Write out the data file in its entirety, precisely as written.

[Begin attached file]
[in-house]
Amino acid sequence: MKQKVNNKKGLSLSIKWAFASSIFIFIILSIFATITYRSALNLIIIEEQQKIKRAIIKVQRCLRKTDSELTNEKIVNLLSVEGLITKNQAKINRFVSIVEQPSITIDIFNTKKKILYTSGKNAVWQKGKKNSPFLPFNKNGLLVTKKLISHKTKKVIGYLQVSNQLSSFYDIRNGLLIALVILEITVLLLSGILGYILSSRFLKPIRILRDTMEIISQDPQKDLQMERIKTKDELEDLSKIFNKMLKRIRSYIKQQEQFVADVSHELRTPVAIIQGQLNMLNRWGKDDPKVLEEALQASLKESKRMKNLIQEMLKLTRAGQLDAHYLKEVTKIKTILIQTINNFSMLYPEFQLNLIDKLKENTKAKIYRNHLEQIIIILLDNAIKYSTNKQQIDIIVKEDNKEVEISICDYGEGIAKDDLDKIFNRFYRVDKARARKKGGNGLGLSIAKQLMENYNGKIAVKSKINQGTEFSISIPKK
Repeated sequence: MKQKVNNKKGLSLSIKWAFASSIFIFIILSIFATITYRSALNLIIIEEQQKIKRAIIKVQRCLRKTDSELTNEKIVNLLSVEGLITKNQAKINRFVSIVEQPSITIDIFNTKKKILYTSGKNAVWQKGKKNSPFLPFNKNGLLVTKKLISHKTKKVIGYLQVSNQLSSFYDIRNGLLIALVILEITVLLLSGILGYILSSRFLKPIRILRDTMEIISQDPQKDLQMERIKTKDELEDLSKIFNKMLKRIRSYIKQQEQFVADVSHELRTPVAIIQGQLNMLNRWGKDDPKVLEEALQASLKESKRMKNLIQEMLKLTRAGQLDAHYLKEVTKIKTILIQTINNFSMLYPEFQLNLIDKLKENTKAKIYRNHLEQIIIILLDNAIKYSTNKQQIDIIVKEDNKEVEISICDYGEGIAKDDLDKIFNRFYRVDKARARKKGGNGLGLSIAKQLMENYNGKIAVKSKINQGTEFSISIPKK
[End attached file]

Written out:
[in-house]
Amino acid sequence: MKQKVNNKKGLSLSIKWAFASSIFIFIILSIFATITYRSALNLIIIEEQQKIKRAIIKVQRCLRKTDSELTNEKIVNLLSVEGLITKNQAKINRFVSIVEQPSITIDIFNTKKKILYTSGKNAVWQKGKKNSPFLPFNKNGLLVTKKLISHKTKKVIGYLQVSNQLSSFYDIRNGLLIALVILEITVLLLSGILGYILSSRFLKPIRILRDTMEIISQDPQKDLQMERIKTKDELEDLSKIFNKMLKRIRSYIKQQEQFVADVSHELRTPVAIIQGQLNMLNRWGKDDPKVLEEALQASLKESKRMKNLIQEMLKLTRAGQLDAHYLKEVTKIKTILIQTINNFSMLYPEFQLNLIDKLKENTKAKIYRNHLEQIIIILLDNAIKYSTNKQQIDIIVKEDNKEVEISICDYGEGIAKDDLDKIFNRFYRVDKARARKKGGNGLGLSIAKQLMENYNGKIAVKSKINQGTEFSISIPKK
Repeated sequence: MKQKVNNKKGLSLSIKWAFASSIFIFIILSIFATITYRSALNLIIIEEQQKIKRAIIKVQRCLRKTDSELTNEKIVNLLSVEGLITKNQAKINRFVSIVEQPSITIDIFNTKKKILYTSGKNAVWQKGKKNSPFLPFNKNGLLVTKKLISHKTKKVIGYLQVSNQLSSFYDIRNGLLIALVILEITVLLLSGILGYILSSRFLKPIRILRDTMEIISQDPQKDLQMERIKTKDELEDLSKIFNKMLKRIRSYIKQQEQFVADVSHELRTPVAIIQGQLNMLNRWGKDDPKVLEEALQASLKESKRMKNLIQEMLKLTRAGQLDAHYLKEVTKIKTILIQTINNFSMLYPEFQLNLIDKLKENTKAKIYRNHLEQIIIILLDNAIKYSTNKQQIDIIVKEDNKEVEISICDYGEGIAKDDLDKIFNRFYRVDKARARKKGGNGLGLSIAKQLMENYNGKIAVKSKINQGTEFSISIPKK